<div key={chat.id} className='chat-bubble-row' style={{flexDirection: isUser ? 'row-reverse' : 'row'}}>
            <img src={chat.sender.avatar} alt='sender avatar' className='avatar' style={isUser ? {marginLeft: '15px'} : {marginRight: '15px'}} />
            <div className={`chat-bubble ${isUser? 'is-user':'is-other'}`}>
              {renderName}
              <div className='message' style={{color: isUser ? '#FFF' : '#2D313F'}}>
                {chat.text}
              </div>
            </div>
        </div>
      )
    });
  }
  return (
    <div className='chat-container'>
      <div className='chat'>
        <div className='container'>
          <div className='chat-header'>
            <div className='active'>
              <h5>Chat</h5>
            </div>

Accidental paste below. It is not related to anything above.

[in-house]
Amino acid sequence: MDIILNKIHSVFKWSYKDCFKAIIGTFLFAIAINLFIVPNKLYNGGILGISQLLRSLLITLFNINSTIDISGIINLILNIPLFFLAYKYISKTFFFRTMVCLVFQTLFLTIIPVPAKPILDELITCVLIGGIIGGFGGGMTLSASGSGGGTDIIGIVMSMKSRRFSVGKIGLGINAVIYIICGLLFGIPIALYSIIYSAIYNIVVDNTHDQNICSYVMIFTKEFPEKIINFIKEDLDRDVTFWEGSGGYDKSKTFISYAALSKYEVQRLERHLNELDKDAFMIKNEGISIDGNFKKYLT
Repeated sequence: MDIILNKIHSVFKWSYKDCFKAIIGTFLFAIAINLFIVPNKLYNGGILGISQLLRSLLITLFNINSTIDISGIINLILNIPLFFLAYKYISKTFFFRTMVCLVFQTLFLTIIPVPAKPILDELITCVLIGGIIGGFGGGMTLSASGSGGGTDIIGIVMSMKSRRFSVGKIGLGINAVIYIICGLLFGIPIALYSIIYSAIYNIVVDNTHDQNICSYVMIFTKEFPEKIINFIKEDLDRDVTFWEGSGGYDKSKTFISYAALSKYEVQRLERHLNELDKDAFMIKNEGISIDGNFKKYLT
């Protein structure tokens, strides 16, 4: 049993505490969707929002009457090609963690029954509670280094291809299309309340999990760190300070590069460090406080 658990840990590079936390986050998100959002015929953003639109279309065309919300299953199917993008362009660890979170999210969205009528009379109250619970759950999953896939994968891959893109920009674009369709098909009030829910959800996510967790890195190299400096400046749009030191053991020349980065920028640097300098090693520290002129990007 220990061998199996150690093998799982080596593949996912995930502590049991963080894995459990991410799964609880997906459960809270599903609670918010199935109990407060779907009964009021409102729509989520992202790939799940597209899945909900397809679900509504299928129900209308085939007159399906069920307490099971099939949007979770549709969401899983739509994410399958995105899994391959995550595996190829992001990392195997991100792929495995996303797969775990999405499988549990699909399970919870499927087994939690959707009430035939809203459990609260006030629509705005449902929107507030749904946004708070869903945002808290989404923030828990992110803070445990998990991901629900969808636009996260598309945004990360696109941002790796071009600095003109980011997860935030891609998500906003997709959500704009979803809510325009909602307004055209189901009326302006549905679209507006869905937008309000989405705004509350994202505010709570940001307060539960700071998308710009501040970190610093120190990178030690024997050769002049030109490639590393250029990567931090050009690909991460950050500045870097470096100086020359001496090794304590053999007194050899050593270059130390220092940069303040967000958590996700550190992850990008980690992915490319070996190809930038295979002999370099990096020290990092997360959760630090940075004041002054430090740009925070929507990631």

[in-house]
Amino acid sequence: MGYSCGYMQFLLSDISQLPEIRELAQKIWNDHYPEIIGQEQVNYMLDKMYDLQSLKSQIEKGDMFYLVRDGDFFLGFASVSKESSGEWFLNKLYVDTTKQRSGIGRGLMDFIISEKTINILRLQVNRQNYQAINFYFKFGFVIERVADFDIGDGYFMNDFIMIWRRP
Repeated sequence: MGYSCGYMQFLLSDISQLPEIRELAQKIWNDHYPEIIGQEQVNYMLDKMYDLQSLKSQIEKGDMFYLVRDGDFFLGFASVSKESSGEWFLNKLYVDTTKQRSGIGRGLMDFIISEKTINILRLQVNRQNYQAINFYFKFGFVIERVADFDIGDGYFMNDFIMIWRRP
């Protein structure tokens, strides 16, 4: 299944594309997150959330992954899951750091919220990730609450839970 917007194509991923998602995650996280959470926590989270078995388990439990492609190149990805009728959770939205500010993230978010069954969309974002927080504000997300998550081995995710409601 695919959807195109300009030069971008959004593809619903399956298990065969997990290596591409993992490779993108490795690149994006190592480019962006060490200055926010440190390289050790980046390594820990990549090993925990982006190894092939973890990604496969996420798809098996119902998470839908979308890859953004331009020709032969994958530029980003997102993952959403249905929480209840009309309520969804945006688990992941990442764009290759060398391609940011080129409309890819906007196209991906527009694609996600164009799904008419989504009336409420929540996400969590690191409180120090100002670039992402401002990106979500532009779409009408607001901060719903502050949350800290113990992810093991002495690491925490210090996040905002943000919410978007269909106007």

</div>
          <div className='chat-page'>
                <div className='msg-page'>
                  {chatContent}
                  <div id='endofchat'></div>
                </div>
                <div className='msg-footer'>
                  <form
                    className='message-form'
                    onSubmit={this.handleSendMessage}>
                    <div className='input-group'>
                      <input
                        type='text'
                        className='form-control message-input'
                        placeholder='Type something'
                        value={message}
                        onChange={ event => this.setState({ message: event.target.value }) }
                        required
                      />
                    </div>
                  </form>
                </div>
          </div>
        </div>
      </div>
    </div>
  );
}

That’s a bit long for a snippet! Let me break down what it does for you.